The case, United States v. Texas, No. 15-674, concerned an executive action by the president to allow as many as five million unauthorized immigrants who are the parents of citizens or of lawful permanent residents to apply for a program that would spare them from deportation and provide them with work permits. The program was called Deferred Action for Parents of Americans and Lawful Permanent Residents, or DAPA

Tuesday, June 21, 2016

Ethnic Studies Bill in Senate Education Committee

AB 2016 (Ethnic Studies Bill) goes before the CA Senate Education Committee tomorrow:

  • Please call Senator Carol Liu (Chair of Senate Ed Committee) and ask for her to vote in support of AB 2016. Her telephone number in Sacramento is (916) 651-4025. AB 2016 successfully made its way through the California Assembly, and now needs to continue its path through the Senate.

Letter of Support from Tom Torlakson

  • California Superintendent of Public Instruction Tom Torlakson has expressed his support for AB 2016 in a letter last week which he sent to Senator Carol Liu. This is an important step, as this is the first year that he has shown this level of support for Ethnic Studies. You can read the letter here: can call to express your thanks to him here: (916) 319-0800.

Monday, June 20, 2016

Why Are Mexican Teachers Being Jailed and Killed for Seeking Education Reform ?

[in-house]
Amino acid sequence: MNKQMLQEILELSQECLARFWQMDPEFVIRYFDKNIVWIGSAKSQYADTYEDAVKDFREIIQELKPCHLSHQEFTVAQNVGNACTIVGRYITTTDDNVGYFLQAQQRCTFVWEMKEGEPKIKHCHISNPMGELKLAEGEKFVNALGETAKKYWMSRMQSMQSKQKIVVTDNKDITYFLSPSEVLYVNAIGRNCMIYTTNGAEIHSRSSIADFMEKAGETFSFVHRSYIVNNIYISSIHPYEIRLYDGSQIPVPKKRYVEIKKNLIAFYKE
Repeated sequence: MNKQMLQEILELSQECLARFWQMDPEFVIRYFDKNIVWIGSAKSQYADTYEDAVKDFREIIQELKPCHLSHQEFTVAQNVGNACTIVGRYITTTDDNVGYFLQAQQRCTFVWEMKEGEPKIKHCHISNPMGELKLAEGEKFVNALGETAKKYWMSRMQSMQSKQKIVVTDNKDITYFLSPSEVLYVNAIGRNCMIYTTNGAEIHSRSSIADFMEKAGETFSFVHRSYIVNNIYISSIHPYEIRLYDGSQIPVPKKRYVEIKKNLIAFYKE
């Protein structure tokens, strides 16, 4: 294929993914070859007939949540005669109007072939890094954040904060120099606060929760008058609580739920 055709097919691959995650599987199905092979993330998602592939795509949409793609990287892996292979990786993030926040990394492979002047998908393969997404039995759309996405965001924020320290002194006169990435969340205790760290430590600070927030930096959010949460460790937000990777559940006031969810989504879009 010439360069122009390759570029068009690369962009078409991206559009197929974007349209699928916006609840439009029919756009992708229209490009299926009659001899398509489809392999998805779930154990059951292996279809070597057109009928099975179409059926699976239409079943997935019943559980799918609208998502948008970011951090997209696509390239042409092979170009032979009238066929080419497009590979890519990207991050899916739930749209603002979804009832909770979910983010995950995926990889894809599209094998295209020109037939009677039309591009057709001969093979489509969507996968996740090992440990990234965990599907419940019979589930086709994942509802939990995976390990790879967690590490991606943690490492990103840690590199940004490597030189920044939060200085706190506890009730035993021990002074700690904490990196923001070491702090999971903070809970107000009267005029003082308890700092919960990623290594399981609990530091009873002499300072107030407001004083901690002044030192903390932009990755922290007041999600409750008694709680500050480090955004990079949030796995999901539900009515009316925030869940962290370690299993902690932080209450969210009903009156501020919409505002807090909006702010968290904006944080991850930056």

By David Bacon
The Nation, 6/17/16

A striking teacher from Michoacán demonstrates in Mexico City in front of a line of police. Canadian and US teachers have organized the TriNational Coalition to Defend Public Education to support Mexican teachers' efforts to defeat proposals to introduce standardized testing and remove job protections, which have come from USAID and private foundations promoting corporate education reform. (all photos David Bacon)

LATEST BULLETIN: On Sunday, June 19, Federal armed forces in Oaxaca fired on teachers and supporters in the Mixteca town of Nochixtlan, and killed at least four people and wounded 30 more.

On Sunday night, June 12, as Ruben Nuñez, head of Oaxaca's teachers union, was leaving a meeting in Mexico City, his car was overtaken and stopped by several large king-cab pickup trucks. Heavily armed men in civilian clothes exited and pulled him, another teacher, and a taxi driver from their cab, and then drove them at high speed to the airport. Nuñez was immediately flown over a thousand miles north to Hermosillo, Sonora, and dumped into a high-security federal lockup.